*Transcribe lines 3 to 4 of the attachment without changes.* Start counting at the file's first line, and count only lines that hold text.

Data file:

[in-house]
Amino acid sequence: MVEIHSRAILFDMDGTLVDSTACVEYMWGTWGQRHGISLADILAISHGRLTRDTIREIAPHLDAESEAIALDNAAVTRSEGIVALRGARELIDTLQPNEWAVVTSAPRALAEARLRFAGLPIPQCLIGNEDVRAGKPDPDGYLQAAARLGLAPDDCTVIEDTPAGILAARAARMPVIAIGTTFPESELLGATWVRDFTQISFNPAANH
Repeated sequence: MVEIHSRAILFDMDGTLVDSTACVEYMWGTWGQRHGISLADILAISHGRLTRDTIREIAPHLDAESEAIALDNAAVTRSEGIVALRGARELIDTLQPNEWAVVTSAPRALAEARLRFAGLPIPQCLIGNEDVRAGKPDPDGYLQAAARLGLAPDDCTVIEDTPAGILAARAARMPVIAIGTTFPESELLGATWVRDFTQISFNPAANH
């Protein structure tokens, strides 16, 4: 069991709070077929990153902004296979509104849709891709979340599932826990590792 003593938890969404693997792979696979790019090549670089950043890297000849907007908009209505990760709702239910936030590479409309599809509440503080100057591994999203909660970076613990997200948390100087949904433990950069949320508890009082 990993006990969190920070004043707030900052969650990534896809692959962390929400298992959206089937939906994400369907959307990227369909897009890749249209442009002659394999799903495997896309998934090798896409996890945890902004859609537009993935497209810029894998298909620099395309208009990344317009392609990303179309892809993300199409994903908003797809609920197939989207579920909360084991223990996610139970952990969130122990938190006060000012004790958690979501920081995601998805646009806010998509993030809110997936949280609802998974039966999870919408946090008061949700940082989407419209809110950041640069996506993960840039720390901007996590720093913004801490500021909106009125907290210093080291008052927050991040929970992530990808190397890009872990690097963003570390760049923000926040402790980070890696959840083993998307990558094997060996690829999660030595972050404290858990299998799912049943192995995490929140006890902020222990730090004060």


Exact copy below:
Repeated sequence: MVEIHSRAILFDMDGTLVDSTACVEYMWGTWGQRHGISLADILAISHGRLTRDTIREIAPHLDAESEAIALDNAAVTRSEGIVALRGARELIDTLQPNEWAVVTSAPRALAEARLRFAGLPIPQCLIGNEDVRAGKPDPDGYLQAAARLGLAPDDCTVIEDTPAGILAARAARMPVIAIGTTFPESELLGATWVRDFTQISFNPAANH
């Protein structure tokens, strides 16, 4: 069991709070077929990153902004296979509104849709891709979340599932826990590792 003593938890969404693997792979696979790019090549670089950043890297000849907007908009209505990760709702239910936030590479409309599809509440503080100057591994999203909660970076613990997200948390100087949904433990950069949320508890009082 990993006990969190920070004043707030900052969650990534896809692959962390929400298992959206089937939906994400369907959307990227369909897009890749249209442009002659394999799903495997896309998934090798896409996890945890902004859609537009993935497209810029894998298909620099395309208009990344317009392609990303179309892809993300199409994903908003797809609920197939989207579920909360084991223990996610139970952990969130122990938190006060000012004790958690979501920081995601998805646009806010998509993030809110997936949280609802998974039966999870919408946090008061949700940082989407419209809110950041640069996506993960840039720390901007996590720093913004801490500021909106009125907290210093080291008052927050991040929970992530990808190397890009872990690097963003570390760049923000926040402790980070890696959840083993998307990558094997060996690829999660030595972050404290858990299998799912049943192995995490929140006890902020222990730090004060």